By Charlotte Hilton Andersen, REDBOOKDieting has become the great American pastime. Ladies Who Lunch have been replaced by Ladies Who Do Pilates. It's nearly impossible to run into another woman and not hear some permutation of "You look great! Have you lost weight?" So I sadly wasn't surprised to see Dara-Lynn Weiss' essay in Vogue this month (text not online) about how she put her "obese" 7-year-old daughter Bea on a strict diet. Weight Watchers, in this case, was the precursor to the mommy-daughter fashion show.
Related: 17 5-Minute Marriage MakeoversI also wasn't surprised to see the backlash against Weiss. While I think she was going for "honest" in her story, she sounded entitled, narcissistic and stunningly oblivious to Bea's plight. After Bea loses 16 pounds-just in time for her Vogue photo shoot-Weiss writes, "Only time will tell whether my early intervention saved her from a life of preoccupation with her weight, or drove her to it."
I'm not sure she needs time to tell that. This mother-daughter pep talk says it all: "That's still me," little Bea says of her former self. "I'm not a different person because I lost 16 pounds." A tear rolls down her cheek past the glued-in feather. "Just because [my weight]'s in the past doesn't mean it didn't happen."
Related: 50 Under $50 Frugal Finds for SpringWhile the essay horrified me, I appreciated it in a bizarre way because of how Weiss is the perfect example of society's mixed-up relationship with food. Why did nobody ask Bea why she overate in the first place? Barring the rare illness or disorder, 7-year-olds usually overeat for a reason, such as loneliness, boredom, or not knowing how to deal with difficult feelings. Considering Weiss writes about how Bea was taunted for her weight at school, I think the girl needed someone to talk to more than someone to hold her nose to the dietary grindstone. She still does, probably. And why did Bea's pediatrician simply tell Weiss to "do something" about the girl's weight when it's clear most adults don't know how to properly diet themselves? Finally, it's been my experience that kids generally grow out before they grow up. Girls especially are known to put on weight right before a growth spurt.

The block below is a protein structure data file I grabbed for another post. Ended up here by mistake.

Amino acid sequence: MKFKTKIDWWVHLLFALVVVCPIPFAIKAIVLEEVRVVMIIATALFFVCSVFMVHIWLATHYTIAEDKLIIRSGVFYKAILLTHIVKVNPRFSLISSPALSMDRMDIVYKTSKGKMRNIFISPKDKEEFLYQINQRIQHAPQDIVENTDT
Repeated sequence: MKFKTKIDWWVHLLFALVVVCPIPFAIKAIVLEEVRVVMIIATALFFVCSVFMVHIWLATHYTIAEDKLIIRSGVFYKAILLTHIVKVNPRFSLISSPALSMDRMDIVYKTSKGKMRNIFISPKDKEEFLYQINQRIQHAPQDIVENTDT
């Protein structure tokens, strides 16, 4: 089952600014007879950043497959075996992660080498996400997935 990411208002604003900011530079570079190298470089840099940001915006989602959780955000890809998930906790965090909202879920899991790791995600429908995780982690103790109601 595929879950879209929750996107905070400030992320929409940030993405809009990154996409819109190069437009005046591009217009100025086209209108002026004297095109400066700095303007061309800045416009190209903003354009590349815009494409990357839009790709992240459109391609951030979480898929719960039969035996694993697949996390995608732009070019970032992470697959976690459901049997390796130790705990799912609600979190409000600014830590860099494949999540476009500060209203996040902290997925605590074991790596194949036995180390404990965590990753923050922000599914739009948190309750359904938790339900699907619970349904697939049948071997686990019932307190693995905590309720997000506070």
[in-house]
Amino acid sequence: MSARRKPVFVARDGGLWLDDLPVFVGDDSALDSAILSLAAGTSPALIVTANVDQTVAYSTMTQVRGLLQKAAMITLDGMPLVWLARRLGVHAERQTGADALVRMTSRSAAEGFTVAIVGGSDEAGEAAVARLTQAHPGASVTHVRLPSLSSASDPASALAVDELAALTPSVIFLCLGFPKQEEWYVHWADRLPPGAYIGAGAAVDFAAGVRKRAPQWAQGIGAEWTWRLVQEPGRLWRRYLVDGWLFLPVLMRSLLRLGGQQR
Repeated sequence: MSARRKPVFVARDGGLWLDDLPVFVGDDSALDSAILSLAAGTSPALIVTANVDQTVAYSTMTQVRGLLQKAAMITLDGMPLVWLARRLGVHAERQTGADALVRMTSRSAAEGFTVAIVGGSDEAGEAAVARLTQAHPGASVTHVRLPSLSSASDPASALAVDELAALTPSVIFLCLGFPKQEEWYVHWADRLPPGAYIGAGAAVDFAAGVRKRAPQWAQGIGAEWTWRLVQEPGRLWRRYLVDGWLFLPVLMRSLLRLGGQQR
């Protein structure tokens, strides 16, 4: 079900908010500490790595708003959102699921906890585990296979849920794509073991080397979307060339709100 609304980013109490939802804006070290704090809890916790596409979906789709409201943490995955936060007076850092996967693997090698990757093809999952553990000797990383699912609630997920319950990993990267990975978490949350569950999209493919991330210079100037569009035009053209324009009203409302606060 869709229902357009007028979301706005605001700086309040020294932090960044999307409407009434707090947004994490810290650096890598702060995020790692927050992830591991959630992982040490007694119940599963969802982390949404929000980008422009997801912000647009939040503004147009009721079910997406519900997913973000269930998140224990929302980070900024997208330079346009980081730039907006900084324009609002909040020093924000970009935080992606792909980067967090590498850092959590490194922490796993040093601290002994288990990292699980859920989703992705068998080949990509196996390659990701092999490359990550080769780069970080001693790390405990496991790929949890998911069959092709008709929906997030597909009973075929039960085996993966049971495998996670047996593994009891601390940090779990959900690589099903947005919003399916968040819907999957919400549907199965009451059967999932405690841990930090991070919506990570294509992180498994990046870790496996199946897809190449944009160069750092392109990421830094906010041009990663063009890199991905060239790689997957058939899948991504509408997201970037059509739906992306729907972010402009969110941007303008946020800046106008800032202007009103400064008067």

The question raised by this essay can't be ignored. It's one many parents face. What do you do with a child who has eating issues? I don't have all the answers, but I'm pretty sure it starts with spending more time with them, setting a good example-Weiss writes about denying her daughter a cupcake and then sneakily eating two herself-and letting them know your love has nothing to do with how they look or weigh. And, probably, not writing about their experience in a magazine. But considering Weiss got offered a book deal to write about her daughter's diet dilemma, as one NY Mag writer put it: "There's only one possible bright side to this maternal travesty: Years from now, when Bea is in therapy, she won't have to waste those early sessions explaining herself because she'll just be able to hand over that article [and book] and say, 'See what I had to deal with?'"
Related: 25 Snacks Under 150 CaloriesWhat do you think about this essay? Is this just a case of good intentions gone awry or is Weiss our generation's Mommy Dearest? Do you have any advice for helping children with eating issues?
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